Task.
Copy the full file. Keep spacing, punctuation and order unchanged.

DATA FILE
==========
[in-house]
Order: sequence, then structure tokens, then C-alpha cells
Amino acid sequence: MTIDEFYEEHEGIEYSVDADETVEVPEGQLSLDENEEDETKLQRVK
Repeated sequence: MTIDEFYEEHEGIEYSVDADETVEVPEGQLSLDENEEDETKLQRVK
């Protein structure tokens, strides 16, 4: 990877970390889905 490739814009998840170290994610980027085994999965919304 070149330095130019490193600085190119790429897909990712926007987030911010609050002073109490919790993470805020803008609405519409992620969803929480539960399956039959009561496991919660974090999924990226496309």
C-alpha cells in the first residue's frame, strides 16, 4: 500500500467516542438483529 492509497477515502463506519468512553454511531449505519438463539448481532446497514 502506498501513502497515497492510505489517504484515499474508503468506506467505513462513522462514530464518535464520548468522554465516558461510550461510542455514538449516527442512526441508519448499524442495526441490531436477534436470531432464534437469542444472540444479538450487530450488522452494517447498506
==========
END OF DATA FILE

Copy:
[in-house]
Order: sequence, then structure tokens, then C-alpha cells
Amino acid sequence: MTIDEFYEEHEGIEYSVDADETVEVPEGQLSLDENEEDETKLQRVK
Repeated sequence: MTIDEFYEEHEGIEYSVDADETVEVPEGQLSLDENEEDETKLQRVK
């Protein structure tokens, strides 16, 4: 990877970390889905 490739814009998840170290994610980027085994999965919304 070149330095130019490193600085190119790429897909990712926007987030911010609050002073109490919790993470805020803008609405519409992620969803929480539960399956039959009561496991919660974090999924990226496309």
C-alpha cells in the first residue's frame, strides 16, 4: 500500500467516542438483529 492509497477515502463506519468512553454511531449505519438463539448481532446497514 502506498501513502497515497492510505489517504484515499474508503468506506467505513462513522462514530464518535464520548468522554465516558461510550461510542455514538449516527442512526441508519448499524442495526441490531436477534436470531432464534437469542444472540444479538450487530450488522452494517447498506